Monday, December 28, 2015


In 1789 France, a group called the Companions of Jehu, led by the mysterious masked Roland, fights the corruption of the court of Louis XVI and of complacent French aristocrats by stealing from the rich in a series of coach robberies and giving the proceeds to the poor. Roland is actually an aristocratic baron (Willard Parker), and one day his band happens to rob a coach containing the King himself, traveling incognito, his unpleasant assistant Gaston (George Macready), and Englishman Sir John Tanley (John Loder), a banking representative who is in the country to arrange a possible loan to the King, with France itself as collateral. At Roland's headquarters in an abandoned abbey assumed to be haunted by the villagers, a plan is hatched: the King, staying in a nearby inn, has been flirting with Christine, a chambermaid (Janis Carter) who is actually one of Roland's Companions, so when the King asks Christine to visit him at his summer place in Charenton, she does, serving as a spy for Roland so his men wind up knowing (and then avoiding) all of Gaston's plots to capture them. But personal problems provide turmoil: Christine, who has a crush on Roland, is jealous of his lover Amelie (Anita Louise) and plots to have the King marry her off to Sir John; the troublemaking Gaston is Amelie's brother, and the Companions begin to feel as if Roland is treating him with kid gloves. By the end, the first wave of the French Revolution solves our hero's problems.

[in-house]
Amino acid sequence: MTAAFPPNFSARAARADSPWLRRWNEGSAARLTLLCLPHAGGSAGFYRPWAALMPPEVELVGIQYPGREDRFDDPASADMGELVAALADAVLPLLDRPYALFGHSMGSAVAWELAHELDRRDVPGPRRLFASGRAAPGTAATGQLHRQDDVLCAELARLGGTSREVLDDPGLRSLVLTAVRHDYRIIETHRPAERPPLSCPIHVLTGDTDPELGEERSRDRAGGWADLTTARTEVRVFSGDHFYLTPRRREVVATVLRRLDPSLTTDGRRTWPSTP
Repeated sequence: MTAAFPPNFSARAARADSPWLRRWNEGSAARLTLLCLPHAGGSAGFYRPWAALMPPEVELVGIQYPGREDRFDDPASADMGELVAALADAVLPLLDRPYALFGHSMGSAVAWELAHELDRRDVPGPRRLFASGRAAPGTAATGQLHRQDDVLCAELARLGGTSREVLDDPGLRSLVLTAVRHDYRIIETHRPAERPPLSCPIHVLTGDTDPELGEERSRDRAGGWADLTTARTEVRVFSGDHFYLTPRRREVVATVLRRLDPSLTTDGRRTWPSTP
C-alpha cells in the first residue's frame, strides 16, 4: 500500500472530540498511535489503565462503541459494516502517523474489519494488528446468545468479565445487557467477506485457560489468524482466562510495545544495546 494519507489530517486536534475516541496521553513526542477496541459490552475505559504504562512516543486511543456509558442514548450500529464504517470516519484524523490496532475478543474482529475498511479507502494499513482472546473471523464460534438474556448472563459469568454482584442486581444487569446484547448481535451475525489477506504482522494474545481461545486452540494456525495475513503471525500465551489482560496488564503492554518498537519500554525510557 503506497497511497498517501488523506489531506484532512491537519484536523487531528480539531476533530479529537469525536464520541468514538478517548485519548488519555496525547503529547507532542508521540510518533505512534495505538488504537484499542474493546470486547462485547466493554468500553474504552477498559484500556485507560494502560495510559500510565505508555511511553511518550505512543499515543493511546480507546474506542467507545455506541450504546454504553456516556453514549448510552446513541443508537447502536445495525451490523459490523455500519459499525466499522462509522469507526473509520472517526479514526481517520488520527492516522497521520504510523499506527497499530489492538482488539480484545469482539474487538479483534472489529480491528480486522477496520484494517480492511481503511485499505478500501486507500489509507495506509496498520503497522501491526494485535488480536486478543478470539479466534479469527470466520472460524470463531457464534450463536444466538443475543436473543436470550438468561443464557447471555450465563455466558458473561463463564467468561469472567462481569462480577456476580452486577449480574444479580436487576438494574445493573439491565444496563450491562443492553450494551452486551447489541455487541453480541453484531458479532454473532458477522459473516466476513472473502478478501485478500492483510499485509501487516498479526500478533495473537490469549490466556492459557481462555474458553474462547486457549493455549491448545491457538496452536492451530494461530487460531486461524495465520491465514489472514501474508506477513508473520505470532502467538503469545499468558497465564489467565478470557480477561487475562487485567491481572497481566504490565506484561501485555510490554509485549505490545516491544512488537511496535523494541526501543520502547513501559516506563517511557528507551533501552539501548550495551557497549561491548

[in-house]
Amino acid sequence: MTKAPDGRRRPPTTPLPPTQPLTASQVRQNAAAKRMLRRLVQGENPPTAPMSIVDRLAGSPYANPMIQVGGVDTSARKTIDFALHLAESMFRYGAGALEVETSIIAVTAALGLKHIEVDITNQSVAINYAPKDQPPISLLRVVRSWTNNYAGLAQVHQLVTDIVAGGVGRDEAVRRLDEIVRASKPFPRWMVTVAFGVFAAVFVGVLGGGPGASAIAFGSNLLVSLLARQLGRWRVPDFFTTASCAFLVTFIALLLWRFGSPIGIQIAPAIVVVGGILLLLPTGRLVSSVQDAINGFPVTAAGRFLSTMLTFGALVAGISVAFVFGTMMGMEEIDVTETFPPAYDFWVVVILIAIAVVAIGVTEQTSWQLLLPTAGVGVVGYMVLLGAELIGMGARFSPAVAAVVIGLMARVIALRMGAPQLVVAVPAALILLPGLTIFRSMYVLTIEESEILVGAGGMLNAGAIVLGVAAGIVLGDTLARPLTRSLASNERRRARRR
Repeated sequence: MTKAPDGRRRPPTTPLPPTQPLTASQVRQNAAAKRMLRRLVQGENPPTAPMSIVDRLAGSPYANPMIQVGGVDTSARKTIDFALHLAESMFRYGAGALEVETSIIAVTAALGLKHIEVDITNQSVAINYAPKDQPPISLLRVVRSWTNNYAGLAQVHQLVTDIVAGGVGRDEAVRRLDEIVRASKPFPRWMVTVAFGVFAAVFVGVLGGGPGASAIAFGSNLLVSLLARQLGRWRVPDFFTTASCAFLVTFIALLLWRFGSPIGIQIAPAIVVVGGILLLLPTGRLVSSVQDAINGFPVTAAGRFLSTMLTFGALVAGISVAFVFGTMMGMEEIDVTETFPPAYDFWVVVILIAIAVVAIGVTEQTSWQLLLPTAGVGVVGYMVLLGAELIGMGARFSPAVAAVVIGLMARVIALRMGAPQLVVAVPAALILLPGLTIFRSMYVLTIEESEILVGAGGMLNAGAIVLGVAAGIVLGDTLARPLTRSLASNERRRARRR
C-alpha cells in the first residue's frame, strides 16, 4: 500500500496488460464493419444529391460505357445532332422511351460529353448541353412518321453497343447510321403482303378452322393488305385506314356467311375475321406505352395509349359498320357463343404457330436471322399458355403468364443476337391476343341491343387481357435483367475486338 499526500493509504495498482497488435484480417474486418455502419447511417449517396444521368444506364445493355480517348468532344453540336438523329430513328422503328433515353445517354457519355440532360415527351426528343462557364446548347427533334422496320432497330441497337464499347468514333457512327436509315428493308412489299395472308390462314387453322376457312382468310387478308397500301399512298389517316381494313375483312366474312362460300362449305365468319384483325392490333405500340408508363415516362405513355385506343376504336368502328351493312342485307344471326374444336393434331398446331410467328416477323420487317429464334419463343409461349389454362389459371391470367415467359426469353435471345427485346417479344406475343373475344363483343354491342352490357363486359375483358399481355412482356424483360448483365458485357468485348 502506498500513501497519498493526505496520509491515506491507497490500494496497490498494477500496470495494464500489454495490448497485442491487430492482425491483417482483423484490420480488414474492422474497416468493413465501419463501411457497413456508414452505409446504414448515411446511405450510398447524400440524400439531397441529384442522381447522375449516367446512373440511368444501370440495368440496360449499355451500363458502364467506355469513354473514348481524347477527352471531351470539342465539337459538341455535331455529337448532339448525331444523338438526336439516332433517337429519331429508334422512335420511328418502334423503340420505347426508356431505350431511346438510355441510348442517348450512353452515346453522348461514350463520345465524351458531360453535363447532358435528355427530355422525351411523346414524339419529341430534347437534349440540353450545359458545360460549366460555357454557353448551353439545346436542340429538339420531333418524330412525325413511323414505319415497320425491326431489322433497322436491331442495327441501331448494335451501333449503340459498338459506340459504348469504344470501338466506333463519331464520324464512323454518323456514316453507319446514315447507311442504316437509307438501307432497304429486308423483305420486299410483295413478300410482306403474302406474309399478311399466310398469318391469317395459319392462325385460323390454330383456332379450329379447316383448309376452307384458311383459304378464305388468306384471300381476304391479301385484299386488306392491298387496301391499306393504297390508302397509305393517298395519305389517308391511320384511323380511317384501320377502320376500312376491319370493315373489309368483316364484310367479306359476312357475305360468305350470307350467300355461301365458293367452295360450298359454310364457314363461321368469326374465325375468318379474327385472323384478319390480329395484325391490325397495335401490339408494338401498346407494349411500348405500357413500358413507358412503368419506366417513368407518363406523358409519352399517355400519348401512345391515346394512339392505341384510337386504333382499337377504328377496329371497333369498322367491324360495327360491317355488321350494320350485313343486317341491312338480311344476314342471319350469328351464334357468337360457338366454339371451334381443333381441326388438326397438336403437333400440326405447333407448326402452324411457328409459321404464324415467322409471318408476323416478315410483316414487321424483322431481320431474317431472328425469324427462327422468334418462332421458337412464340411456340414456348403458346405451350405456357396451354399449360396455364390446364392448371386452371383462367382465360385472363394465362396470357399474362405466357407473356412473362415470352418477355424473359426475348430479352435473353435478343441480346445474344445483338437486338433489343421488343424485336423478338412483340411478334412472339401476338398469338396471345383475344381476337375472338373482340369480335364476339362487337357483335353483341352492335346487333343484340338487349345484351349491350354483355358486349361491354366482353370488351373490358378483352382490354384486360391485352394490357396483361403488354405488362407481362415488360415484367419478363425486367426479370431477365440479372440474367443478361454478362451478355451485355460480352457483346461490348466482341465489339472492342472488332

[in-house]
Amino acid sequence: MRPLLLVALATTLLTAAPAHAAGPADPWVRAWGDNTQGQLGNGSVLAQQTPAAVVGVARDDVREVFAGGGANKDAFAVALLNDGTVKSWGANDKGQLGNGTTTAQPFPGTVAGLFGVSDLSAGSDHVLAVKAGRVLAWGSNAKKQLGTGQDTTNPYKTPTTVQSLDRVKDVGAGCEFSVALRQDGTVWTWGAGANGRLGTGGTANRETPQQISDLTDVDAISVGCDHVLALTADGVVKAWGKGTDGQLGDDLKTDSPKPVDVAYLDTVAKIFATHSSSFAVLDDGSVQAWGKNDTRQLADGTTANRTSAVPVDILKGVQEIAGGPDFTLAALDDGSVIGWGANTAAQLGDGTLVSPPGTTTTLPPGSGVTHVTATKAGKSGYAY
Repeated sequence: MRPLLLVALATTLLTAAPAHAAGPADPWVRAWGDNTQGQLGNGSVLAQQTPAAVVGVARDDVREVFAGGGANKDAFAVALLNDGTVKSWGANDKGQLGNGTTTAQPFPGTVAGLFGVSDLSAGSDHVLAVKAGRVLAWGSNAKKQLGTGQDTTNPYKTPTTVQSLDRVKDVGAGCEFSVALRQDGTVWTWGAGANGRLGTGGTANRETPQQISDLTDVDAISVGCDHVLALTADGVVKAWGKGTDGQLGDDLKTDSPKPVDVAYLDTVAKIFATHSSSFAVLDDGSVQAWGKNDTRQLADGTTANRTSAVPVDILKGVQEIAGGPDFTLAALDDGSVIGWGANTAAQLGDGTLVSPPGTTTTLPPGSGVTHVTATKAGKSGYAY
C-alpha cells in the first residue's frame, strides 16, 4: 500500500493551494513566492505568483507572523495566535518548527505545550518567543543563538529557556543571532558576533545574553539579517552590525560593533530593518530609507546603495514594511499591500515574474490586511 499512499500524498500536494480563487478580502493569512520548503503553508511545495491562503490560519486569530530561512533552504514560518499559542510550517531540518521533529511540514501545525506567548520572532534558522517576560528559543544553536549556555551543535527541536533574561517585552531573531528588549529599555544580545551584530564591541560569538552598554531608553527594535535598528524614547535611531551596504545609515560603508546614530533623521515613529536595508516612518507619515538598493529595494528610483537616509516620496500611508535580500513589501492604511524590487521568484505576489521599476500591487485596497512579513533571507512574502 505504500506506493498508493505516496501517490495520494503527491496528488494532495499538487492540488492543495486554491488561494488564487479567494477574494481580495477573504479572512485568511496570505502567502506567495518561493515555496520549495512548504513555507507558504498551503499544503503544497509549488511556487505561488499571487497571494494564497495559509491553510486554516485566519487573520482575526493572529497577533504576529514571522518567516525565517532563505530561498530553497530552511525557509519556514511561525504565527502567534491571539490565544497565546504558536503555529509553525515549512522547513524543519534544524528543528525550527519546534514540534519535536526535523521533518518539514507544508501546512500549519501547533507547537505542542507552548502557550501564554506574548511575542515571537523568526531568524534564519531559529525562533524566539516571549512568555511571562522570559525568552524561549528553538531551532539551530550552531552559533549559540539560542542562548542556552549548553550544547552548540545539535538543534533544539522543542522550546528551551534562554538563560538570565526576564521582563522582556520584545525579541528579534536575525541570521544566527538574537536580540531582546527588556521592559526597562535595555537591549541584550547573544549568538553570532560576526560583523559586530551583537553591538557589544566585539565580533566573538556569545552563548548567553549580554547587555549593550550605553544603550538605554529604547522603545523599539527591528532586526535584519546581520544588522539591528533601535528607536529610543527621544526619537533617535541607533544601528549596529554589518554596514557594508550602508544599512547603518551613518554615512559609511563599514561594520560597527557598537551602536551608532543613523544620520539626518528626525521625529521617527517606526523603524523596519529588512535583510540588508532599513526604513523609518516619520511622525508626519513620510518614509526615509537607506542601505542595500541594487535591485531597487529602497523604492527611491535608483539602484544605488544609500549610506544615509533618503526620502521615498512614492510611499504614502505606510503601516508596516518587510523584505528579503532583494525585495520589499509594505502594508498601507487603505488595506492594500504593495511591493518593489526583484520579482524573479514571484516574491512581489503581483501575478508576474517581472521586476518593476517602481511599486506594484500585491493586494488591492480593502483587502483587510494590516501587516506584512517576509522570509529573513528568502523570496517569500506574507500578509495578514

This mild B-swashbuckler is based on a novel by Alexandre Dumas, though it feels more like a lukewarm version of The Scarlet Pimpernel. The low budget leaves most of the big scenes (not just action sequences but also a royal dinner scene) feeling under-populated and under-decorated, but the acting and narrative keep things fairly interesting. The leads are a little on the colorless side, but Macready, Loder, and especially Janis Carter are fun. Carter (pictured above at far right) feels too modern, but she adds a nice jolt of energy missing from Parker and Louise, and I looked forward to her appearances. Lloyd Corrigan is a bland Louis, but Edgar Buchanan adds some spice as Parker's right-hand man. Not one to search out, but not a total waste of time. [TCM]

No comments: